Jeffrey LewisThrough the Looking Glass 1: ABM Treaty

When I use a word,” Humpty Dumpty said in rather a scornful tone, “it means just what I choose it to mean—neither more or less.”

The question is,” said Alice, “whether you can make words mean different things.”

The question is,” said Humpty Dumpty, “which is to be master—that’s all.”

Lewis Carroll, Through the Looking Glass

The Bush Administration is expert at distorting language for their purposes, particulary on issues of arms control.

This recurring feature will try to map the games these characters play with language.

Take this quote from Assistant Secretary of State for Arms Control Stephen Rademaker in his December 17 keynote address to the American Foreign Policy Council (In theory, C-SPAN has the video, but I can’t make it work):

So it can be said that by 2001, the ABM Treaty was not the cornerstone of strategic arms control, but rather a principal obstacle to progress in arms control.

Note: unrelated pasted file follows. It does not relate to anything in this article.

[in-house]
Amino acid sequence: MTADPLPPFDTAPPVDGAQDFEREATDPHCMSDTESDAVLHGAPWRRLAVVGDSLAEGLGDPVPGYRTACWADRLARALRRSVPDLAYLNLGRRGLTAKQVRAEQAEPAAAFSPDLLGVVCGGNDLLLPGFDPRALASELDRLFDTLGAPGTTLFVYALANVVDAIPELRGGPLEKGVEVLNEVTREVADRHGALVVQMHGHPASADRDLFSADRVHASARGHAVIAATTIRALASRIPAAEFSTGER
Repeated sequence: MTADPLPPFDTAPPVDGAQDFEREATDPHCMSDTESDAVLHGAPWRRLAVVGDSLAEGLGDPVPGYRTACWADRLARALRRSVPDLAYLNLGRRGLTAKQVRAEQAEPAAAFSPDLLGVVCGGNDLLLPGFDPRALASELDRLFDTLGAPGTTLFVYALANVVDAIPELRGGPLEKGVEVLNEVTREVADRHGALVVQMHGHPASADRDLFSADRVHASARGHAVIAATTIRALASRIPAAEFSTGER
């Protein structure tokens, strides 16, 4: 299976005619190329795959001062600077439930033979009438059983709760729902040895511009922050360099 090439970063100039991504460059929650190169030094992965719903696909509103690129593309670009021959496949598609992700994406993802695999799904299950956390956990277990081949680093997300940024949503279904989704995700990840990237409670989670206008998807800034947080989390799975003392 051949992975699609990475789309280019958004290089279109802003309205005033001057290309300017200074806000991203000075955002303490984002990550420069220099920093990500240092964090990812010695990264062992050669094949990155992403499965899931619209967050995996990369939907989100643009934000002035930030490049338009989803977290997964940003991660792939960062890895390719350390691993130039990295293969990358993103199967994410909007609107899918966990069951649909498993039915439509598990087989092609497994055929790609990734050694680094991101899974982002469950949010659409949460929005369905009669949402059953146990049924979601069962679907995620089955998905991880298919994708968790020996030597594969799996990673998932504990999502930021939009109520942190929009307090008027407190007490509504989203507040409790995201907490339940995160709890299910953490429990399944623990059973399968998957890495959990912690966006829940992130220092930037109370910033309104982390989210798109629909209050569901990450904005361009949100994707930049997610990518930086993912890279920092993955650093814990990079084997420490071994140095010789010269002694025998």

The argument? Because, after the ABM Treaty withdrawal, Washington and Moscow signed the Moscow Treaty, which provided for “the deepest reduction ever mandated by a strategic arms control treaty.”

What an asshole.

Apart from pointing out that correlation is not causality (is there any evidence that Russia was less likely to sign the Moscow Treaty with the ABM Treaty in place?):

(John Steinbruner and I heaped scorn on the Moscow Treaty in Daedalus earning us the uncertain honor of a footnote in Noam Chomsky’s Hegemony and Survival.)

Of course, restrictions on MIRVs, missile defenses and the like testify to the foolishness of nuclear warfighting and the inevitability of mutual vulnerability—definitely an obstacle to the forces outlined in the 2001 Nuclear Posture Review and the kind of “arms control” practiced by the Bush Administration.

In other words, Rademaker is saying that arms control was an obstacle to arms control.